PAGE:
13

The majority recognizes that the disputed dismissal determination is a discretionary one for the trial judge, but then seems to leave him little discretion to exercise. The majority states that it does not intend to abrogate the plaintiff's general responsibility to move his case forward, and does not intend to condone plaintiff's failure to apply for a continuance or a writ of habeas corpus ad testificandum or his failure to notify the court of his inability to be present; nor, it is said, does it intend to condone plaintiff's complacency in placing the burden upon the trial judge to effect an alternate method. Nevertheless, it seems to me that that is exactly what the majority has done.

14

In the present case plaintiff has given no satisfactory explanation for his trial setting default. I would, therefore, decline to keep this case bouncing around on our crowded dockets as an undeserved accommodation to Sisk's own neglect and complacency.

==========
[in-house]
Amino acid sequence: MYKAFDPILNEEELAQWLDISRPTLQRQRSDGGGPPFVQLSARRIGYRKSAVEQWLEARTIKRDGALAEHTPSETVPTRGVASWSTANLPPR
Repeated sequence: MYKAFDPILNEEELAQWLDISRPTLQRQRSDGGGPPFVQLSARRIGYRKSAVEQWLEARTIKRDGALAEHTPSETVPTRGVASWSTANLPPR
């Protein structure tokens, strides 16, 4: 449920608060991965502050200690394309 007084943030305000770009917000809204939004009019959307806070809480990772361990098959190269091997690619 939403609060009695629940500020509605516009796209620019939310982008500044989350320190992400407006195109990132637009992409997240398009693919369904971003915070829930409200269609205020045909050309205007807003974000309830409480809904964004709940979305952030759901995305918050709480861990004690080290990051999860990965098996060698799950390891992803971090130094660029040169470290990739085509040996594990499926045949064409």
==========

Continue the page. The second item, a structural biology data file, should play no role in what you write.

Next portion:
15

I therefore respectfully dissent.

*

After preliminary examination of the briefs, the court notified the parties that it had tentatively concluded that oral argument would not be helpful to the court in this case. The notice provided that any party might file a "Statement as to Need of Oral Argument." See Rule 34(a), Fed.R.App.P.; Circuit Rule 14(f). No such statement having been filed, the appeal has been submitted on the briefs and record

1

In compliance with federal prison regulations, 28 C.F.R. Secs. 543.30-. 32, Sisk properly submitted his claim to the North Central Regional Office of the federal Bureau of Prisons for investigation and claim determination. 28 C.F.R. Sec. 543.31(b). The subsequent denial of Sisk's claim by Regional Counsel on January 8, 1982, constituted a final administrative action, 28 C.F.R. Sec. 543.31(g), and entitled Sisk to institute a suit in federal district court. 28 U.S.C. Sec. 2675(a); 28 C.F.R. Sec. 543.31(h). Cf. Parratt v. Taylor, 451 U.S. 527, 101 S.Ct. 1908, 68 L.Ed.2d 420 (1981) (availability of state tort claims procedure precludes Sec. 1983 action by state prisoner against state prison officials to recover value of lost hobby materials)